Everyday matters from the life among dogs and wolves

Anectotes from the daily life among dogs and wolves: our students, trainees and collaborators cover the newest ongoings at the WSC.

Entries 56 - 60 of 652

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  • First test trials

    (23.04.2016, Dennis Vink)

    I’ve only been at the WSC for three weeks, and already it feels like home. These first weeks I’ve been getting to know the people, the animals, working protocols and my way around the park. Furthermore, now that I’m completely settled in my storage-, bathroom-, fridge- and freezer-shelves, and with an endless watch-list of movies for our “home-cinema”, returning to the WSC house feels like coming home. Even after my first weekend visit back in the Netherlands. 

  • Back home

    (11.04.2016, Corinna Kratz)

    For the last 5 weeks, I am back at the WSC, one of the most beautiful places I’ve ever visited. In summer 2014, I was here for the first time to do a research internship and I fell in love with the people, the animals, the nature and mostly, the howling of the wolves. When I left the WSC, I knew for sure, that I would come back. On the one hand, I adopted one of the puppies from the Nuru pack, Zazu, and agreed to return to the WSC every now and then to let Zazu participate in several tests. On the other hand, I never really wanted to leave the WSC in the first place (but a master position in behavioral biology in Göttingen was waiting for me), so I made the decision to come back for my master thesis. And here I am.

  • Changes in the internship

    (08.04.2016, Anna Griebler)

    In November last year I started my non-scientific internship at the WSC. My tasks are to take care of the animals, keep the facility clean and help in the office and during different tests. With the dogs I had (and have) a lot of indirect contact during the daily animal care. With the wolves, except our weekly pack visits, I hardly had indirect contact.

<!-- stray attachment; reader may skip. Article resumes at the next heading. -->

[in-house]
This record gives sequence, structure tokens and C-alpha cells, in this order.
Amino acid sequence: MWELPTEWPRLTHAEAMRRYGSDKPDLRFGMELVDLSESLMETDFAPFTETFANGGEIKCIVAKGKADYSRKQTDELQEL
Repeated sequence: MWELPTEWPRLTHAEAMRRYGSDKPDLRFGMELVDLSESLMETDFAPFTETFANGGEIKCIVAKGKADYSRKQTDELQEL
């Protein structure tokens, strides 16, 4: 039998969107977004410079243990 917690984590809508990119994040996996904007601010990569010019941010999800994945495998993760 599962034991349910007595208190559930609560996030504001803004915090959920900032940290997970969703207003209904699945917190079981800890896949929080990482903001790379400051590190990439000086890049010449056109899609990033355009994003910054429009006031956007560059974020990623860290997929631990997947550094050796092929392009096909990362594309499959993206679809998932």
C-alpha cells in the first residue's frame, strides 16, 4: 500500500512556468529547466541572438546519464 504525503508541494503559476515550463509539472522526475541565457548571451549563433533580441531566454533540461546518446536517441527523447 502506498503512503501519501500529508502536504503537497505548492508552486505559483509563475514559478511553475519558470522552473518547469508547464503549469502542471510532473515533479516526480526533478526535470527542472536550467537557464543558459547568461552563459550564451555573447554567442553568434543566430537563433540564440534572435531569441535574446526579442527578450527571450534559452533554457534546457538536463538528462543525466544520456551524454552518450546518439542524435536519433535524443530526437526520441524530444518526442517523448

• The next generation

    (29.03.2016, Lars Burkert)

    If you live at the WSC for as long as I have, it is possible to reach a point where you will feel like a species on the brink of extinction; my nickname “polar bear” seems quite fitting.
    Soon, the last member of the generation of students, living in the house when I arrived will leave. All the friends I came to like and with whom I spent five months under the same roof left the house one by one. It takes some time to get used to the feeling of not being able to see the people you had around you for a long time every day anymore.

  • Love or laziness

    (23.03.2016, Sylvain Palma Jacinto)

    I’ve been at the WSC for almost 3 months now and since the beginning of my internship I’ve been part of a project where we first have to teach the wolves and dogs to use a touch screen. In total we have 20 animals to test and that means 20x training with unique individuals, and sometimes it can be quite difficult. We have, in general, two types of animals: the fast ones and the slow ones. Sadly we have more slow animals, but we can’t just blame them, and it’s what makes it interesting. Some animals are not very comfortable in our test room and have to get used to it before we can start testing. For those of you that haven’t been in the test rooms: basically they have solid floors and tiled walls. This makes the room really echoey, and even some of the interns don’t really like being shut in the room. Mostly though this can be fixed through habituation and making being in the room a pleasent experience, i.e. through associating the room with ‘fun time’ or food. Sometimes though we encounter a completely different type of problem - like with Bora for example.